Amid rising fear over possible COVID-19 third wave, Britain’s jobless rate unexpectedly fell to 5.0% in the three months to January, when the country entered a new pandemic-induced lockdown that was expected to further rendered people jobless.
According to official figures released on Tuesday, the recorded unexpected fall in percentage fell below forecasts of a rise to 5.2% in other independent poll.
Separate official data based on tax records showed an increase of 68,000 in the number of employees on business payrolls in February from January, though the total is 693,000 lower than a year earlier before the start of the pandemic.
Reacting to the development, Office for National Statistics’s head of economic statistics, Sam Beckett, said that “of the decrease since then, almost two-thirds has been among the under-25s, over half has been in hospitality, and almost a third has been in London.”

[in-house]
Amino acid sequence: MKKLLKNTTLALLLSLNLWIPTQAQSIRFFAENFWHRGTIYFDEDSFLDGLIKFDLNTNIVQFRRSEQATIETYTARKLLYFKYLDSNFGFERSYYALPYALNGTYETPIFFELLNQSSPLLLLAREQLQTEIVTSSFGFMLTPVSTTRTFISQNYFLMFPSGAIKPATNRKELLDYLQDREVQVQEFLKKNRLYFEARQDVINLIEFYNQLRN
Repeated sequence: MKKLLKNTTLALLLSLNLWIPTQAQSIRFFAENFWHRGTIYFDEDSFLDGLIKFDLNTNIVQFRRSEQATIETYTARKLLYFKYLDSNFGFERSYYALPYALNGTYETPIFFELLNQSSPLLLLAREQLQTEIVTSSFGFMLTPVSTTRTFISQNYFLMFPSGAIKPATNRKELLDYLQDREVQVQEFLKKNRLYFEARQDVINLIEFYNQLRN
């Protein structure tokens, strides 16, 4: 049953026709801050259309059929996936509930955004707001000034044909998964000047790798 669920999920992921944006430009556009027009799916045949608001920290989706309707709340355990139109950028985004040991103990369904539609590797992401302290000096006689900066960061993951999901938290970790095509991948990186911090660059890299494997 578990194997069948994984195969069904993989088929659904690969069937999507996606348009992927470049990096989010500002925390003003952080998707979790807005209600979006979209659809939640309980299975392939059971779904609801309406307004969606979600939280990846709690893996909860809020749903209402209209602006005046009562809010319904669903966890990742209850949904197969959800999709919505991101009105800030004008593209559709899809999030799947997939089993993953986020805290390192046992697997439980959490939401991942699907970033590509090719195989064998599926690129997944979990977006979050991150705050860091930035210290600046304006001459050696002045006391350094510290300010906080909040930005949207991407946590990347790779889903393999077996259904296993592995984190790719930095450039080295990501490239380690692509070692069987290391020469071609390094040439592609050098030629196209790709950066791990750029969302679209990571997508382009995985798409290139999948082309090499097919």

Average wage growth rose to 4.8%, its highest since March 2008, though this reflects how job losses have been greatest in low-paid sectors such as retail and hospitality, rather than higher pay for people who are still in work.
Since January, non-essential shops and most businesses open to the public have been closed in England to slow the spread of more infectious variants of COVID, with similar measures in other parts of the United Kingdom.
A rapid roll-out of vaccinations has sharply reduced new infections and allowed English pupils to return to school this month. Shops are due to reopen next month, but restrictions on hospitality would remain until at least late June.
Last month, the government also extended furlough support – which is currently paying the wages of one in five employees – until the end of September. Without furlough, Britain’s jobless rate would be far higher.
ONS data also indicated that the number of foreign-born workers in the final quarter of 2020 was half a million lower than the year before, based on an analysis of payroll data.
Different labour market survey data last month had pointed to a record outflow of foreign workers in 2020 – with around a million foreign-born residents leaving in total – although the ONS said the figures needed to be treated with caution as they were not designed to measure migration flows.